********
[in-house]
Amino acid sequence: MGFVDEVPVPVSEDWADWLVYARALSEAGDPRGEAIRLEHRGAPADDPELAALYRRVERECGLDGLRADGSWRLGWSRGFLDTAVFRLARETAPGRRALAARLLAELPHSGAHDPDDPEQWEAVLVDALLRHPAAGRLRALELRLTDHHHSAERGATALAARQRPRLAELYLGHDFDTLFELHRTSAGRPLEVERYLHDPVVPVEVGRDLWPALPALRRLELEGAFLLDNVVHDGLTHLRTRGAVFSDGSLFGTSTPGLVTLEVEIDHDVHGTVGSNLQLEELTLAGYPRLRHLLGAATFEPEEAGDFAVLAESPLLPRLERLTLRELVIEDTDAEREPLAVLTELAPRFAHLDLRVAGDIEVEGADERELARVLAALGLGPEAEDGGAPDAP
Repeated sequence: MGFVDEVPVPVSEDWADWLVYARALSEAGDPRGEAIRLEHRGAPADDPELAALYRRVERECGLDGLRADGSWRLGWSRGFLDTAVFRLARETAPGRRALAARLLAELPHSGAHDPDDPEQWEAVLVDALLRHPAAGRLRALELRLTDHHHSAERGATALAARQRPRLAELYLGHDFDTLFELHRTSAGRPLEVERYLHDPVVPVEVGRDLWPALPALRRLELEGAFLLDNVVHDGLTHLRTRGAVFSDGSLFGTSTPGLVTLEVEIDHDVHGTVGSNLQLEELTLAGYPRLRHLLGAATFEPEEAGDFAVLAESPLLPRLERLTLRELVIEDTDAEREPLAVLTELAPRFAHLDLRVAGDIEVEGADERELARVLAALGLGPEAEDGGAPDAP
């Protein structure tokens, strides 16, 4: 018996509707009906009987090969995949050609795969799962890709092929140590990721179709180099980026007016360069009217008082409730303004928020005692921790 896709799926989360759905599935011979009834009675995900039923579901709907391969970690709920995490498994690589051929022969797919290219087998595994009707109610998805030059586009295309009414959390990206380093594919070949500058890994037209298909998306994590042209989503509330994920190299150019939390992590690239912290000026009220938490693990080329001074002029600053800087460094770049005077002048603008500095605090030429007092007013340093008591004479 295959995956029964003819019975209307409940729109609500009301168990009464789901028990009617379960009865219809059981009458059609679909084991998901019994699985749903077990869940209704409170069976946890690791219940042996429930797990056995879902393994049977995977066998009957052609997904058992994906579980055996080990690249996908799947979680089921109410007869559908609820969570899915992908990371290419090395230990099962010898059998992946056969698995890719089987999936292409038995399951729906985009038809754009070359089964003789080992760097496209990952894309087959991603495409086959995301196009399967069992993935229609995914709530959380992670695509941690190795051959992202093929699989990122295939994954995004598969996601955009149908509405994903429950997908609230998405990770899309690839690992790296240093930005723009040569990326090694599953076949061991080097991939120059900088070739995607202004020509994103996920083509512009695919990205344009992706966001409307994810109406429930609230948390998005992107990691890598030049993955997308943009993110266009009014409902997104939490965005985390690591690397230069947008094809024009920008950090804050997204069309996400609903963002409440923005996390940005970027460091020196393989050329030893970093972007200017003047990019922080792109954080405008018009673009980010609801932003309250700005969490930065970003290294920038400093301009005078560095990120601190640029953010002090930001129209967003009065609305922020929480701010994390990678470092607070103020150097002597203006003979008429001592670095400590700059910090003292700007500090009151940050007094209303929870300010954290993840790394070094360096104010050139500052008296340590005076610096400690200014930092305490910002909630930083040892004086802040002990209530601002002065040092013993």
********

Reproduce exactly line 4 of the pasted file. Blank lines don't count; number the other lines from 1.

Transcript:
């Protein structure tokens, strides 16, 4: 018996509707009906009987090969995949050609795969799962890709092929140590990721179709180099980026007016360069009217008082409730303004928020005692921790 896709799926989360759905599935011979009834009675995900039923579901709907391969970690709920995490498994690589051929022969797919290219087998595994009707109610998805030059586009295309009414959390990206380093594919070949500058890994037209298909998306994590042209989503509330994920190299150019939390992590690239912290000026009220938490693990080329001074002029600053800087460094770049005077002048603008500095605090030429007092007013340093008591004479 295959995956029964003819019975209307409940729109609500009301168990009464789901028990009617379960009865219809059981009458059609679909084991998901019994699985749903077990869940209704409170069976946890690791219940042996429930797990056995879902393994049977995977066998009957052609997904058992994906579980055996080990690249996908799947979680089921109410007869559908609820969570899915992908990371290419090395230990099962010898059998992946056969698995890719089987999936292409038995399951729906985009038809754009070359089964003789080992760097496209990952894309087959991603495409086959995301196009399967069992993935229609995914709530959380992670695509941690190795051959992202093929699989990122295939994954995004598969996601955009149908509405994903429950997908609230998405990770899309690839690992790296240093930005723009040569990326090694599953076949061991080097991939120059900088070739995607202004020509994103996920083509512009695919990205344009992706966001409307994810109406429930609230948390998005992107990691890598030049993955997308943009993110266009009014409902997104939490965005985390690591690397230069947008094809024009920008950090804050997204069309996400609903963002409440923005996390940005970027460091020196393989050329030893970093972007200017003047990019922080792109954080405008018009673009980010609801932003309250700005969490930065970003290294920038400093301009005078560095990120601190640029953010002090930001129209967003009065609305922020929480701010994390990678470092607070103020150097002597203006003979008429001592670095400590700059910090003292700007500090009151940050007094209303929870300010954290993840790394070094360096104010050139500052008296340590005076610096400690200014930092305490910002909630930083040892004086802040002990209530601002002065040092013993």